Looking back on Dubai’s dazzling Modest Fashion Week

The catwalk alone showcased more than 300 modest looks led by leaders in the modest fashion world. (Photo supplied)
Updated 12 December 2017
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Looking back on Dubai’s dazzling Modest Fashion Week

DUBAI: Held in Burj Park, alongside the glittering lights of the Burj Khalifa, Dubai’s first Modest Fashion Week was a showstopper. For two days, on Dec. 8 and 9, modest fashion designers, influencers and enthusiasts participated in more than 40 fashion shows, 50 pop up stores, talks with more than 100 influences and fashion and art exhibitions from 20 countries. The cat walk alone showcased more than 300 modest looks led by leaders in the modest fashion world, including Selma Sari by Modanisa, Canadian modest teen brand — Yours Truly, modest brand Huw Roman Tokyo and US based Fllumae as well as contemporary ready-to-wear Malaysian label, aere, followed by Kuwaiti brand Anotah.
Modest style is no different than mainstream style in its essence and core and, as modest style becomes more mainstream, influencers and designers are creating a style that is accessible to fashionistas, modest millennials and mainstream style enthusiasts. As the founder of faith-conscious label RANAZONE, Rana Al-Sayyed said in a Modest Fashion Week panel discussion on Style Talk, “modest fashion is new to the world, so we always need to bring something new (and) as style is an art, each one of us from our own cultures, languages and places can use style to express who we are.”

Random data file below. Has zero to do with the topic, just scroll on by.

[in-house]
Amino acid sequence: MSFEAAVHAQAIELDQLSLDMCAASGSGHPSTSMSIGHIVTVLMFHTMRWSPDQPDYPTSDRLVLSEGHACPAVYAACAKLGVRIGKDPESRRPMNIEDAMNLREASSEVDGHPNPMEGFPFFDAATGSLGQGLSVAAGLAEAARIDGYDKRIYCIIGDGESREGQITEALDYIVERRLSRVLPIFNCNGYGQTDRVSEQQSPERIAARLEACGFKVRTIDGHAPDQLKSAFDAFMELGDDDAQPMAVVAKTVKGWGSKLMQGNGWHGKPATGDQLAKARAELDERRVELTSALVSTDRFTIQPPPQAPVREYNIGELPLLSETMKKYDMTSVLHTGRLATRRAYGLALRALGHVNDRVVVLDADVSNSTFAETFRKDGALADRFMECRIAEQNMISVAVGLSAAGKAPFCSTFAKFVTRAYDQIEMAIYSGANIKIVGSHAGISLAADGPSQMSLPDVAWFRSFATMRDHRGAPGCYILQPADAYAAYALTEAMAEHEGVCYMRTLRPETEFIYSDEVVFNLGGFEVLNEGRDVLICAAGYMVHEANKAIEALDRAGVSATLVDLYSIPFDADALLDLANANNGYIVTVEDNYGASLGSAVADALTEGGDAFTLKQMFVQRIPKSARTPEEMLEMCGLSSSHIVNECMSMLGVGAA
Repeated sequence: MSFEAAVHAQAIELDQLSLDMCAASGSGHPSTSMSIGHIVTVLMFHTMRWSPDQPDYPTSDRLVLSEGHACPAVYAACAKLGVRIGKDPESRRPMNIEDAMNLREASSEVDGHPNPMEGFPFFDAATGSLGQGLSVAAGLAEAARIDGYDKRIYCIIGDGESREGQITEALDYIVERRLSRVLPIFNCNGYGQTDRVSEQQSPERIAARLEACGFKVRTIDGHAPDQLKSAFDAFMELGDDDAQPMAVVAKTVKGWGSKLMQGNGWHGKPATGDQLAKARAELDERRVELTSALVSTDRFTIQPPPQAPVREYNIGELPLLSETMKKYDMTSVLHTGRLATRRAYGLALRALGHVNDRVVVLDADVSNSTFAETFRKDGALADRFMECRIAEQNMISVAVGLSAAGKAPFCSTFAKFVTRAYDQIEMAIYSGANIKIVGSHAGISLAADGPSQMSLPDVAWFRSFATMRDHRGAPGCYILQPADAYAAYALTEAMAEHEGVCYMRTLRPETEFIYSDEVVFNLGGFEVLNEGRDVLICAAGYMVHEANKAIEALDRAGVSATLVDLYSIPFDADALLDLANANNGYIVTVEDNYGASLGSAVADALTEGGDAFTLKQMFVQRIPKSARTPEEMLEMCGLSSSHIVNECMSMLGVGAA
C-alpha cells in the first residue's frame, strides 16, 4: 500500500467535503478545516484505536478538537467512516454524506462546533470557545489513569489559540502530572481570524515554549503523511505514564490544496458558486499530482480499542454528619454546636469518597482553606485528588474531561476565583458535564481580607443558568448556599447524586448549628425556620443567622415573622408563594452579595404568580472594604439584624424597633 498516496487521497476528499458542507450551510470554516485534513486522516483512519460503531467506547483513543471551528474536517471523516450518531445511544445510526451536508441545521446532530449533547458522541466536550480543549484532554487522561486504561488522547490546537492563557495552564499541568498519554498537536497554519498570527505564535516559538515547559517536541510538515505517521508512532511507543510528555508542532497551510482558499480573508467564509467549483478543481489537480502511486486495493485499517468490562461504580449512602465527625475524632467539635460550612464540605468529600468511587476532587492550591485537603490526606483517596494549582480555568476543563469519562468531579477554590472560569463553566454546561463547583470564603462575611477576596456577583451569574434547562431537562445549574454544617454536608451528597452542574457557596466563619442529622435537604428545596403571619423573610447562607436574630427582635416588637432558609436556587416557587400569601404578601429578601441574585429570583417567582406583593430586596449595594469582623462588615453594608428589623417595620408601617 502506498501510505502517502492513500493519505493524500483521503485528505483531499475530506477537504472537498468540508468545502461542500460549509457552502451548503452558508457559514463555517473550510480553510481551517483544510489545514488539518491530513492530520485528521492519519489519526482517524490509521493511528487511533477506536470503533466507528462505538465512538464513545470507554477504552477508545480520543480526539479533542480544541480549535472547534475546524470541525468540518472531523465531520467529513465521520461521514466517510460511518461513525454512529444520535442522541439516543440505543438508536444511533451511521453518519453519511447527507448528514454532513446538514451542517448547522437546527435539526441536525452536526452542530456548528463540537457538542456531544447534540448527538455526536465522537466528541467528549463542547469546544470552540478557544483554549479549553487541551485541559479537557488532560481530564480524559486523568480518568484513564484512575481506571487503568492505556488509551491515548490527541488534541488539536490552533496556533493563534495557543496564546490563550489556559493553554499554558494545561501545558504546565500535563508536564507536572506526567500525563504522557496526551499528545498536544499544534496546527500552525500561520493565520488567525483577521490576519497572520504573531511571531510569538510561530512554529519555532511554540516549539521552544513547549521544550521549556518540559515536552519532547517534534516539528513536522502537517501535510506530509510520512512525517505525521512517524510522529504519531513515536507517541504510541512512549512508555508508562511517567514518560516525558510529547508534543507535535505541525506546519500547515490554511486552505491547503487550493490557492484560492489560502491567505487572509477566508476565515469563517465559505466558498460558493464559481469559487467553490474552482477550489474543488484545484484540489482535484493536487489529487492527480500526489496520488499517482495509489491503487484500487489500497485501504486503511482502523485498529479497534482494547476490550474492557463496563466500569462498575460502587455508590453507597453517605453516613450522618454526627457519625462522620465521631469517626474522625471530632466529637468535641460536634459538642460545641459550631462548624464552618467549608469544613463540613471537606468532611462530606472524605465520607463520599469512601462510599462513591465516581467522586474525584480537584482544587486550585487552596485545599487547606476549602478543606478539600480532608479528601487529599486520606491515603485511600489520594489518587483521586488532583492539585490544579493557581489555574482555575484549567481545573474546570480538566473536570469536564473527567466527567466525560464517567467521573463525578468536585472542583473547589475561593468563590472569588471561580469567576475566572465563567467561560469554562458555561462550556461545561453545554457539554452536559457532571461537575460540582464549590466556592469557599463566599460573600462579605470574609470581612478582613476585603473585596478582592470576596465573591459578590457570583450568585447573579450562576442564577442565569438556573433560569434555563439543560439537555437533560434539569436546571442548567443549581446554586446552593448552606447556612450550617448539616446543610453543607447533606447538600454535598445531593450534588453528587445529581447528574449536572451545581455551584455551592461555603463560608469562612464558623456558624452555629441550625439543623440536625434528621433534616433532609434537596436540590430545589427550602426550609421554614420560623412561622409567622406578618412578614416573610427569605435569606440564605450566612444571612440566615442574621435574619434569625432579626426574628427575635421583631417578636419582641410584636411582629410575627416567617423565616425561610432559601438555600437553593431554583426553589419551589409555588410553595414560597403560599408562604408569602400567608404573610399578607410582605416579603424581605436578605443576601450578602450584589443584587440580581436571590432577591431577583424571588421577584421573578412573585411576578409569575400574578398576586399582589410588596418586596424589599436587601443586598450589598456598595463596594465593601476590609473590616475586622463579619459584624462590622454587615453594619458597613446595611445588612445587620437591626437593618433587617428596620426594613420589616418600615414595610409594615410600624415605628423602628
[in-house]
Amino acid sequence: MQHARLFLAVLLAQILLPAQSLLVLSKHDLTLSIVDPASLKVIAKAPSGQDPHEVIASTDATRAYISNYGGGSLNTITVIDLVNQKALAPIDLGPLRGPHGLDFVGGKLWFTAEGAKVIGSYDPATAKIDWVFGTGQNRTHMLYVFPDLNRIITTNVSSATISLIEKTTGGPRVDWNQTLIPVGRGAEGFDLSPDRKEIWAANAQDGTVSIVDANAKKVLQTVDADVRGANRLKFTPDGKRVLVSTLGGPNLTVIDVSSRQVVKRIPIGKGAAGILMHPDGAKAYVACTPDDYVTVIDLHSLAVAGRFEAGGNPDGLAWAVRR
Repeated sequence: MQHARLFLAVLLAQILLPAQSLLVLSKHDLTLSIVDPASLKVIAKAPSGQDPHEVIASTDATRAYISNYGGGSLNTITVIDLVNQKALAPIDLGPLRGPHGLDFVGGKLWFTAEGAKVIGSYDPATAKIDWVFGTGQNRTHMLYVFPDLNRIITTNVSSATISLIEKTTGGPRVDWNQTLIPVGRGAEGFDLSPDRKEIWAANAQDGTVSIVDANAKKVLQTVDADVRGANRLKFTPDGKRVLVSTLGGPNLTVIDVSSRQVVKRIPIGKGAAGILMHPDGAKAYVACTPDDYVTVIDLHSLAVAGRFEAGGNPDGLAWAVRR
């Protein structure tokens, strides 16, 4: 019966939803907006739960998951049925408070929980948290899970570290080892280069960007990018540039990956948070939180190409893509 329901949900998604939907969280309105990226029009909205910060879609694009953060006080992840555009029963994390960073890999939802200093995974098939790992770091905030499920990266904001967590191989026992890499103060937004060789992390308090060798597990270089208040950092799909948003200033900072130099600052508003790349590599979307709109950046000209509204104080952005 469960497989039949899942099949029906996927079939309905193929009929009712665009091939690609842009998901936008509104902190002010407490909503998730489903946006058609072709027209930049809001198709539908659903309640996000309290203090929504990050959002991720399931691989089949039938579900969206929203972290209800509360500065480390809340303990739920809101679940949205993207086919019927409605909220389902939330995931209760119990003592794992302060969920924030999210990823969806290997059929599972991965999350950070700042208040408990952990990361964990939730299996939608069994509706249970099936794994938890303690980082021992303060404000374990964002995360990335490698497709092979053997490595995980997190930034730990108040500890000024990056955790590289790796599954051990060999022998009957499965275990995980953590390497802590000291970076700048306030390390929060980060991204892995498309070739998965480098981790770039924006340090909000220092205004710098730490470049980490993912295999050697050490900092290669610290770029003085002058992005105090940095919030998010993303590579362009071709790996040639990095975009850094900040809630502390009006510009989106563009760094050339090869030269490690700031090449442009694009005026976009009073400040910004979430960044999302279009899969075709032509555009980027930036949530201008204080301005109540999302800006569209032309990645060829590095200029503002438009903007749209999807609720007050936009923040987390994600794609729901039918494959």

Stunning @huwromantokyo on @modestfashionweeks stage #dmfw #dubaimodestfashionweek

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Dubai aims to be a hub of this multi-billion dollar modest retail industry in the Middle East and this two-day event was officially opened by Sheikha Azza bint Rashid Al-Nuaimi, Mouza Obaid Ghubash, Diana Haddad and founders Franka Soeria and Özlem Şahin of Think Fashion as well as Arif Ebrahim of Red Connect.
This event was marked with an influx of social media bloggers and influencers as the effect of these platforms on fashion and beauty cannot be denied. As Manal Chinutay, a beauty blogger known best for her make-up and hijab tutorials explained in her talk on style, “social media has inspired me to take a different turn with my style and there are so many different ways to dress modestly so it’s important not to be discouraged,” if you are on your way to defining your own modest style.

@sumayya.sss on the runway of @modestfashionweeks Beautiful diversity on the stage... We are One. Photo by @rooful #dmfw #dubaimodestfashionweek